Q: What are some highlights from how you and/or your family responded to the crises of 2020? How did you give time, talent, or treasure? Did you form new partnerships or collaborations?

Photo: Victoria Rogers

Victoria: I joined the Brooklyn Museum’s Diversity, Equity, Inclusion, and Access committee as co-chair. Together with the staff, other board leaders, and senior leadership, we took a careful look at our current practices, envisioned what we could do better, and took concrete steps to implement our growing vision for the museum. I also was part of the founding team of the Black Trustees Alliance for Art Museums, a national organization funded by the Ford Foundation to make our arts institutions more equitable and excellent spaces of cultural engagement.

Joya: I coordinated my nuclear family’s emergency coronavirus support for existing grantees providing essential services (e.g., medical, shelter, food, direct cash stipends, workforce development), additional first-line service providers (especially community-based organizations in and around New York), and efforts to ensure that the 2020 census and election proceeded in a safe and secure manner. Our extended family foundation prioritized supporting existing grantees. We reached out to and had conversations with all existing grantees to understand how they were experiencing the many crises of 2020. We unrestricted existing 2020 grants and postponed or loosened some reporting requirements. We also invited some grantees providing essential COVID-related or economic support services to communities to apply for renewed funding early.

Andine: Personally, I invested most of my time, talent, and treasure in the Asian Women Giving Circle. We spent last summer communicating with our grantees about how we will shift our reporting structure and relaying our flexibility due to the pandemic. I became more aware of the dire need for nonprofits to have financial liquidity and stability. So instead of giving my gifts in one go, I made arrangements with the other equity-focused organizations I support for my contributions to be drawn down in monthly increments (I think of it as a reoccurring expense similar to my subscription to Netflix or Spotify!). I’ve spent more time (virtually!) having conversations with my family in terms of how we are responding to the pandemic back home in Indonesia. For example, our family helped initiate and promote a floating hospital, Ksatria Airlangga, which sails to remote islands to bring medical personnel and services to communities that don’t have access to proper treatment. I’ve also had more conversations about mortality and succession planning in 2020 than ever before. As the oldest of the third generation and the only woman in a matrilineal family, I’ve been the only one that has been involved in these conversations and we look forward to engaging others in G3 to help with the work and progress that we are taking on.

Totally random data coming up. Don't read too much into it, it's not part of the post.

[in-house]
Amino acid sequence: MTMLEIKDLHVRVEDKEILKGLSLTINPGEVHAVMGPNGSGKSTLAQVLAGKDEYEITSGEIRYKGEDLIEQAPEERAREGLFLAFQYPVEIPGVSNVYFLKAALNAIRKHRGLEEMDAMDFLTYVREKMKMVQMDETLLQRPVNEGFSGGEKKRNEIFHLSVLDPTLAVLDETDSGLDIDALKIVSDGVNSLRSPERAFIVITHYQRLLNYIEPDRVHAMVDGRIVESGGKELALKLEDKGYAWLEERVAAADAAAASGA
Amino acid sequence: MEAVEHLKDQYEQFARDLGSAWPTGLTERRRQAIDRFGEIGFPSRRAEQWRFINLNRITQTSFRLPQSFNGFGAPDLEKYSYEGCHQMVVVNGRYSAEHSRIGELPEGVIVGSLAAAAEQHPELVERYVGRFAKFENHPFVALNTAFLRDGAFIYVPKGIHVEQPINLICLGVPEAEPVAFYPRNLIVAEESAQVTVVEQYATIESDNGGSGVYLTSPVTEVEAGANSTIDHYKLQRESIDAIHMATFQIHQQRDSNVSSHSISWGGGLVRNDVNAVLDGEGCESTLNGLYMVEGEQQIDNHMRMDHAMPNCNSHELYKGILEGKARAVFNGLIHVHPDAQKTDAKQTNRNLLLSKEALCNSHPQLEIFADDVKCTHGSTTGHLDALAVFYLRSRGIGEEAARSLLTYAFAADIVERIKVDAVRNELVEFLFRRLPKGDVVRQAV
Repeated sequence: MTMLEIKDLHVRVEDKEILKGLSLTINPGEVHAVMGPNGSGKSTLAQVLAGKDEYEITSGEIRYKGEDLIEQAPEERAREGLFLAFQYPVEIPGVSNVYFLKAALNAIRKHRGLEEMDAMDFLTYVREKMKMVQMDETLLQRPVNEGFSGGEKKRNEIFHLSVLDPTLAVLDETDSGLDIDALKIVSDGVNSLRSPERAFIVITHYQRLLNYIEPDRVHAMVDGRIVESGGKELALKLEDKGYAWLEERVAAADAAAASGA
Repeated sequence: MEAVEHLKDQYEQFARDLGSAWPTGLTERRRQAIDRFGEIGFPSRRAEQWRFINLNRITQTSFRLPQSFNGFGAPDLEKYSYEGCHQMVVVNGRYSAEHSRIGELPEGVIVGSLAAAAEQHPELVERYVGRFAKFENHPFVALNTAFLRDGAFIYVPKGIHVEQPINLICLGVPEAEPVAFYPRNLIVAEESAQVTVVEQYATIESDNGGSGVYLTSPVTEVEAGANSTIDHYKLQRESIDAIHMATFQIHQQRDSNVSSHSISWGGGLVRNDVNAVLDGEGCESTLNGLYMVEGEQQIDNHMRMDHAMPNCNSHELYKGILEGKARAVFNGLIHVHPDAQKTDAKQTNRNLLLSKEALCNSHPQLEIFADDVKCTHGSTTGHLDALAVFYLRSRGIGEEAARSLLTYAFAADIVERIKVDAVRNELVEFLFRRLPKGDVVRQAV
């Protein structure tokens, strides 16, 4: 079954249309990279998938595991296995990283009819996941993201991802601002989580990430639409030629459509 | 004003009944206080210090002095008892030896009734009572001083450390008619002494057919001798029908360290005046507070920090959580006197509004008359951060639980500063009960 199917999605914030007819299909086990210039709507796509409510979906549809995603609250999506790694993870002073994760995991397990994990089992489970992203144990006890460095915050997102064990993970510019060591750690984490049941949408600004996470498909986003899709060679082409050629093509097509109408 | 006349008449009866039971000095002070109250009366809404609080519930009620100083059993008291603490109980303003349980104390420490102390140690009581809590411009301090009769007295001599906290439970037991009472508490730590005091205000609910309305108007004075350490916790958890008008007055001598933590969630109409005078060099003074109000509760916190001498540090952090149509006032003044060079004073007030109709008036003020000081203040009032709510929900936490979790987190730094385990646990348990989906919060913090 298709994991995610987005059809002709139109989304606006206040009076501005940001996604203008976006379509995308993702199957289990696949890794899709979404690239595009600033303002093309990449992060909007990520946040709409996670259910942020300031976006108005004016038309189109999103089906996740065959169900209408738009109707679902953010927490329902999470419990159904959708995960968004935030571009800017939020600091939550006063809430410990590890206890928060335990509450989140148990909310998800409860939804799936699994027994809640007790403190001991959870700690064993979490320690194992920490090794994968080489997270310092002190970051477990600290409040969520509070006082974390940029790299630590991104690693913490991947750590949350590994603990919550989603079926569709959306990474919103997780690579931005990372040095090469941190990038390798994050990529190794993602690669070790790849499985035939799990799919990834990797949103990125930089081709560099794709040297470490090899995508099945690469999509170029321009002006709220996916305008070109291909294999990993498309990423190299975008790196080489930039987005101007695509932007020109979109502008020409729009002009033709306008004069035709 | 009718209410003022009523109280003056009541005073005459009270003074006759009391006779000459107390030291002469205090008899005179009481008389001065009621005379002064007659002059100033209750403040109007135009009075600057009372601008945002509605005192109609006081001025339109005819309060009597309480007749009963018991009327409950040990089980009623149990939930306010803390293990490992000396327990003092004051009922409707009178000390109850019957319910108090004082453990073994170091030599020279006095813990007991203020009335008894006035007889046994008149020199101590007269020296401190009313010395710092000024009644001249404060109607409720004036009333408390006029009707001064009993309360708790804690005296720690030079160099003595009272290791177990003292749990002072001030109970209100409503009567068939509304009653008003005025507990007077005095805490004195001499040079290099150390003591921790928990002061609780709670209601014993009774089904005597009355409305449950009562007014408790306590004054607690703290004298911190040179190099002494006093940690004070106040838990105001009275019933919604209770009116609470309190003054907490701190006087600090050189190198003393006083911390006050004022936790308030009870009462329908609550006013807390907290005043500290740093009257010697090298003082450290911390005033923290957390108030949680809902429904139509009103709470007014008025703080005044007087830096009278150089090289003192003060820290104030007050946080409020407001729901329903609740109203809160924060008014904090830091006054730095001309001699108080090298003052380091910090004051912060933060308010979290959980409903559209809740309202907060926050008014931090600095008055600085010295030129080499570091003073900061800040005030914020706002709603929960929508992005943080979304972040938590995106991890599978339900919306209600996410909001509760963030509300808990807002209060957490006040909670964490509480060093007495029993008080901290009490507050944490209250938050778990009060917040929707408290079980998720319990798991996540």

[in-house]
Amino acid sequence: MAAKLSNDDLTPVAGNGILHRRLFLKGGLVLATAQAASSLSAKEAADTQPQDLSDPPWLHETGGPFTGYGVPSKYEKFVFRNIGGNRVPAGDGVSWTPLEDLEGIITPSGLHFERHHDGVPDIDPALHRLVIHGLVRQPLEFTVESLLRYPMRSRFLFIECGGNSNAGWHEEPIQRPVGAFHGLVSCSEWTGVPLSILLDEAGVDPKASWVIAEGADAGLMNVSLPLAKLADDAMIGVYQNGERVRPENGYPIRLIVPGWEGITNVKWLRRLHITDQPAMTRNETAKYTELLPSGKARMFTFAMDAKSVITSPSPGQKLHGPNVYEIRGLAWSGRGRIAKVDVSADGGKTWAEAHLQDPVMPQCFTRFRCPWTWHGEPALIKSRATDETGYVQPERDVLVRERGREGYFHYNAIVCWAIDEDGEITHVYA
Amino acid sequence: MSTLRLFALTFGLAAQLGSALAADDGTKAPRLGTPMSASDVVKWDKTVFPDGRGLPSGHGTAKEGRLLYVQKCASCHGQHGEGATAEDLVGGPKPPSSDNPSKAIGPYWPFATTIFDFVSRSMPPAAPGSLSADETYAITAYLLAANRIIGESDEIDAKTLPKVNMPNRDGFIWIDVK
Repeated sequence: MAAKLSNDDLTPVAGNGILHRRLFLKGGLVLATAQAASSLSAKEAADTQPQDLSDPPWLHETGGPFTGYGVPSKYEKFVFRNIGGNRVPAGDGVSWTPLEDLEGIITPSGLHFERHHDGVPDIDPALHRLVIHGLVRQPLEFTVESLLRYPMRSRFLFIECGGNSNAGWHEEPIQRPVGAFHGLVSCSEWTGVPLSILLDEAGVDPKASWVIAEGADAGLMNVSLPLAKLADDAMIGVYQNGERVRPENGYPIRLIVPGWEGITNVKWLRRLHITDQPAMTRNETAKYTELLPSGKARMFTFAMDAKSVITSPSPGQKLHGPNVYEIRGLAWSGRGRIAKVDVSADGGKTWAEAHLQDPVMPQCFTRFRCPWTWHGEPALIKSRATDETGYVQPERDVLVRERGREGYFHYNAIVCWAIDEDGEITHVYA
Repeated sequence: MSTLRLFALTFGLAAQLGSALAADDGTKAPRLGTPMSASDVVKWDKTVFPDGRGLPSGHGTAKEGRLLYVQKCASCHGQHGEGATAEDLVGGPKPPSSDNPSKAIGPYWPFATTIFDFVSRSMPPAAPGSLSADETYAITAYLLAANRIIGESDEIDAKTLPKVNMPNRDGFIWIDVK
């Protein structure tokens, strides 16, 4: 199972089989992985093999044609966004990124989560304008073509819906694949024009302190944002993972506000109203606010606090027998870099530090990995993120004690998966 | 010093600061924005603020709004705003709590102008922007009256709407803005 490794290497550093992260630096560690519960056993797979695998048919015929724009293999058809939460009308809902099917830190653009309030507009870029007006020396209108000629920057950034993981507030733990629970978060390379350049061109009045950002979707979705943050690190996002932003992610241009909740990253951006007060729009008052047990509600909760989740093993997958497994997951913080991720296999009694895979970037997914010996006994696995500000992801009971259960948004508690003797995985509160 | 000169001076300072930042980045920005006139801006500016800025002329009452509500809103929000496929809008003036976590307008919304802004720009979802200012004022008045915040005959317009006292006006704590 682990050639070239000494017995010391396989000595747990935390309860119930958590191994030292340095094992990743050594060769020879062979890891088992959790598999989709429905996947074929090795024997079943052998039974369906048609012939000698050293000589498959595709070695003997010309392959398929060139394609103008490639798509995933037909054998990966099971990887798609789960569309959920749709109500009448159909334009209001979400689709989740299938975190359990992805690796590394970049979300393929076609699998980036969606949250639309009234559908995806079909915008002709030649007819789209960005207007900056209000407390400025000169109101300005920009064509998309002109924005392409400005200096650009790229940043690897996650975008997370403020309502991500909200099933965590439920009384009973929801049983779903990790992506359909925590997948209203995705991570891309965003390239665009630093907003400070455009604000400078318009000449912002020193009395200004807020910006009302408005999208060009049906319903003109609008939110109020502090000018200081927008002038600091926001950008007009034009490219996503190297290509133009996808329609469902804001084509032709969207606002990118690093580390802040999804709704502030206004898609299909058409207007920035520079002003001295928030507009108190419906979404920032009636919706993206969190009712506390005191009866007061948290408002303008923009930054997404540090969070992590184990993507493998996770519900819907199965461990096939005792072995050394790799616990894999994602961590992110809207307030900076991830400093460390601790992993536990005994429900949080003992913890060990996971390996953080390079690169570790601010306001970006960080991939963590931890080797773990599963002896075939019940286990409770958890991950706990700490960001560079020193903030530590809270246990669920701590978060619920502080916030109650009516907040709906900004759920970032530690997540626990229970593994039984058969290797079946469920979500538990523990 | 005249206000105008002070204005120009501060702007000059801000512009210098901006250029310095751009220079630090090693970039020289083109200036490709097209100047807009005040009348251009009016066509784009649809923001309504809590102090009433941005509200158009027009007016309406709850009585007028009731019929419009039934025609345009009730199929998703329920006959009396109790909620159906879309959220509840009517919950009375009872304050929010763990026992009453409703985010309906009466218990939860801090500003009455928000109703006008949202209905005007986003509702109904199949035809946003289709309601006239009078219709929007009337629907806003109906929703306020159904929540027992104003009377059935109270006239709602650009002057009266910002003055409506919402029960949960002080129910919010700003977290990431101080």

Sara: In the initial stages of COVID, my family (siblings, parents, and I) made an effort to give to nonprofit organizations that need operational support since many of their committed donations were no longer being given. We made more investments in our community and local organizations that were in need of immediate relief. In regards to systemic racism, I continued in the lane that I have been involved in for a decade: maternal health. I worked closely with fellow doulas and birth workers (ties) to raise funds and support, and to provide funding (treasure) for black student midwives, and to help the BIPOC birthing community.

Q: Beyond philanthropy, what else did you do in response — through your political activities, consumer choices, investment or business decisions, etc.?

Photo: Andine Sutarjadi

Andine: In the height of police brutality, the Black Lives Matter movement, and Anti-Asian sentiments in this country, I’ve made it my personal mission to be in dialogue with my family and friends to share knowledge around these issues. Moreover, my consumer choices have always been values-aligned and it has only intensified. It’s always important for me to support women of color-owned businesses, employees, teachers, service providers, etc. Lastly, when it comes to investment or business decisions, I learned that disaster or pandemic relief should be considered part of risk management. I continue having conversations with my family about this and work to integrate our lessons learned into our businesses and impact-focused initiatives.